Chicago, March 12, 2019 – In a press conference Gov Pritzker campaigned again for his Graduated Income Tax proposal, that he calls “The Fair Tax” that would replace the state’s current Flat Income tax, where all earners pay 4.95% on income with a tax that increases for higher income earners, making over $250,000 annually.
Under the state’s current FLAT tax, where every tax payer pays a rate of 4.95%, an income earner of $50,000/year would currently pay $2475 in Illinois income taxes. A person earning $1,000,000 would currently pay $49,500.
Under Gov Pritzker’s plan, there would be SIX levels of income tax rates, with those earning under $100,000 a year, paying slightly less. That $50,000 annual salary would be taxed $2450, or $25 less than their current tax. The person making over a $1,000,000 under the Governor’s plan would be taxed at an annual rate of 7.95%, or a tax of $79,500 instead of the $49,500, or $30,000 more.
The Governor’s plan also includes a small tax credit for those with children. To calculate what your tax would be under the Governor’s plan, his team created a webpage where one can insert their information and calculate what difference you would pay under the proposed tax. That calculator can be found at Illinos.gov/FairTaxCalculator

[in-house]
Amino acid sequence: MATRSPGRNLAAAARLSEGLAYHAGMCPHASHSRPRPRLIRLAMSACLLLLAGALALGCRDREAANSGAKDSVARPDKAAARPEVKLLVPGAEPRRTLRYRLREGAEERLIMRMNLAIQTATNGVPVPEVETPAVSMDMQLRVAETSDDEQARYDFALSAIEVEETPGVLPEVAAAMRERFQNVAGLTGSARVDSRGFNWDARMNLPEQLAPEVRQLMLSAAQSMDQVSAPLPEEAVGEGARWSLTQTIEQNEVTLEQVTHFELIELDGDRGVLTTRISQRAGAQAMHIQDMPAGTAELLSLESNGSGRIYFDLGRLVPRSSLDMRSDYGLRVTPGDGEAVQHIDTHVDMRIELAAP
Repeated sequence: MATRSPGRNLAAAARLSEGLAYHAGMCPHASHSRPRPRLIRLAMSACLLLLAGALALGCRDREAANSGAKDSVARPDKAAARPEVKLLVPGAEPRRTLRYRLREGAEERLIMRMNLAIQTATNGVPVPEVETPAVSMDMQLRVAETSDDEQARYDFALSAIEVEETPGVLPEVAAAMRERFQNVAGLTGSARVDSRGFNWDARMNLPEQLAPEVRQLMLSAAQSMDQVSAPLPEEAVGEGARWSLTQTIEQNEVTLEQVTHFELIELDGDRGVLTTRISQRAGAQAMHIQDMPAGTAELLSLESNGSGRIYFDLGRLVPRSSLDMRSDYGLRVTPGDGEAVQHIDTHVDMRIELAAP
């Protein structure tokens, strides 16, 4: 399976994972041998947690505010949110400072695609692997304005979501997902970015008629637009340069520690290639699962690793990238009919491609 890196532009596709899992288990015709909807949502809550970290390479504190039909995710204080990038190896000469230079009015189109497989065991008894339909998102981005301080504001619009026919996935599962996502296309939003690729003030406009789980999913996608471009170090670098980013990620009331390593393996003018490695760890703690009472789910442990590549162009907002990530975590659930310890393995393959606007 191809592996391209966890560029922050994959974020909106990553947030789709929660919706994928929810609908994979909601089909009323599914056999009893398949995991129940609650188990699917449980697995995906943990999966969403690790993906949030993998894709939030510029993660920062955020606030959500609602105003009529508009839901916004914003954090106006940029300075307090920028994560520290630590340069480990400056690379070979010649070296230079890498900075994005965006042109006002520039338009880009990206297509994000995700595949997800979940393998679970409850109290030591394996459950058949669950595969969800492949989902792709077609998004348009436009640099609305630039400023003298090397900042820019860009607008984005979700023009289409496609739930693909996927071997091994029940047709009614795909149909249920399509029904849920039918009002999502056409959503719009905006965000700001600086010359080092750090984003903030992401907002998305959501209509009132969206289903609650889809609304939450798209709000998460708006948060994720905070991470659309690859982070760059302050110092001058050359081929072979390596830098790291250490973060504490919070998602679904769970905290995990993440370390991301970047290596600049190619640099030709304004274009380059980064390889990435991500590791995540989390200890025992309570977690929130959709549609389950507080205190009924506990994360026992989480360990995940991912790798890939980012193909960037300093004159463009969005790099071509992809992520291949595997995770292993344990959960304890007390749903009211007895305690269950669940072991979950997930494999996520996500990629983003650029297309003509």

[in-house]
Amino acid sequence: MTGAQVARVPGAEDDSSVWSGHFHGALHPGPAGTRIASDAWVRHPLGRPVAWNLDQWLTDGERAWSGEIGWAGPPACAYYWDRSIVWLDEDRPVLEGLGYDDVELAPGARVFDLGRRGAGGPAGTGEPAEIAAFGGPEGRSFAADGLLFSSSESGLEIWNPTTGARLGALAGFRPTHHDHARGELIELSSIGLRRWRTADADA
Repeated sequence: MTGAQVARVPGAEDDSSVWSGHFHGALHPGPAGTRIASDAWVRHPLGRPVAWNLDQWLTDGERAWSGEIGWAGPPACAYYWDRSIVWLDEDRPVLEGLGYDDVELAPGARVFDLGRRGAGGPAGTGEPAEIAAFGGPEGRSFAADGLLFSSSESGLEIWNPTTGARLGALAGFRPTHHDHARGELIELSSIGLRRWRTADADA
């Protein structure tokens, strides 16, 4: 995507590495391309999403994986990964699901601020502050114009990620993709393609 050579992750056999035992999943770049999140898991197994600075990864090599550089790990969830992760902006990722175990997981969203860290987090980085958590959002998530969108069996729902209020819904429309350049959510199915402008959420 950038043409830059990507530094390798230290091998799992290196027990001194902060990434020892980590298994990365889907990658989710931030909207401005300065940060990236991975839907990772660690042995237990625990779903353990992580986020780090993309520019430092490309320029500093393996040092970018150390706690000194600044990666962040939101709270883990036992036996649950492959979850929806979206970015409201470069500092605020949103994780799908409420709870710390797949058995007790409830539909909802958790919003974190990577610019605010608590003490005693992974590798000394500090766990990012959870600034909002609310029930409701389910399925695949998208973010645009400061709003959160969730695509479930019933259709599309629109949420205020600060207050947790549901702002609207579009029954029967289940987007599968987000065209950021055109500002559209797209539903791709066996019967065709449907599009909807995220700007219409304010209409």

Gov Ptizker says his plan would generate an additional $3.4 Billion in annual revenue for the state, and close the unpaid bill backlog over time. He says it would also send a signal to the financial bond houses, and the nation’s business leaders that Illinois is serious about getting its financial house in order.
Republicans oppose the idea — and say with the governor’s recent increase in the state’s minimum wage to $15/hour by 2025, with the state having some of the highest property taxes in the nation, the business climate in Illinois is already driving people to flee the state. They say, adding even more taxes on those who are business owners or executives, is just one more reason for them to leave Illinois. They note in Florida, there is NO state income tax, so that $79,500 state tax under the Pritzker plan, becomes an even larger argument why high-income earners would decide to leave. Federal census figures show Illinois last year lost over 45,000 residents.